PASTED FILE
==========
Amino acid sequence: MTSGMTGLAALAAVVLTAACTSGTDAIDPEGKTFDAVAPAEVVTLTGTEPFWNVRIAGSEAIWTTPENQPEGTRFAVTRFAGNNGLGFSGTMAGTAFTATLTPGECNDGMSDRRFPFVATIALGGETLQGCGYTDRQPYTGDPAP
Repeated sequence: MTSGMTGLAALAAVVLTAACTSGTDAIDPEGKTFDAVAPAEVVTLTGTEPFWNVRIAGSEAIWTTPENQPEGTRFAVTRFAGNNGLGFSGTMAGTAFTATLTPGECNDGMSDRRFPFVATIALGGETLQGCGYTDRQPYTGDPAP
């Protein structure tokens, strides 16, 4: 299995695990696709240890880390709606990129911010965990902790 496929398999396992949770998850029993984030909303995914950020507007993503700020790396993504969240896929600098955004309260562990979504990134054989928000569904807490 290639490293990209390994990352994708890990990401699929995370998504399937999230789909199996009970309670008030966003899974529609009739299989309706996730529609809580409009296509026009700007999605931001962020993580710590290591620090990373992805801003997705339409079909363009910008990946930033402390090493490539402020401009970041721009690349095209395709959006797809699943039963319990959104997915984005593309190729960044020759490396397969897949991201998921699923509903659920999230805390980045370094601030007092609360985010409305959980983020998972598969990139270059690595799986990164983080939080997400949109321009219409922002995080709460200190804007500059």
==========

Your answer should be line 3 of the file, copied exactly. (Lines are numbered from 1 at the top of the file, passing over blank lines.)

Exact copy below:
């Protein structure tokens, strides 16, 4: 299995695990696709240890880390709606990129911010965990902790 496929398999396992949770998850029993984030909303995914950020507007993503700020790396993504969240896929600098955004309260562990979504990134054989928000569904807490 290639490293990209390994990352994708890990990401699929995370998504399937999230789909199996009970309670008030966003899974529609009739299989309706996730529609809580409009296509026009700007999605931001962020993580710590290591620090990373992805801003997705339409079909363009910008990946930033402390090493490539402020401009970041721009690349095209395709959006797809699943039963319990959104997915984005593309190729960044020759490396397969897949991201998921699923509903659920999230805390980045370094601030007092609360985010409305959980983020998972598969990139270059690595799986990164983080939080997400949109321009219409922002995080709460200190804007500059």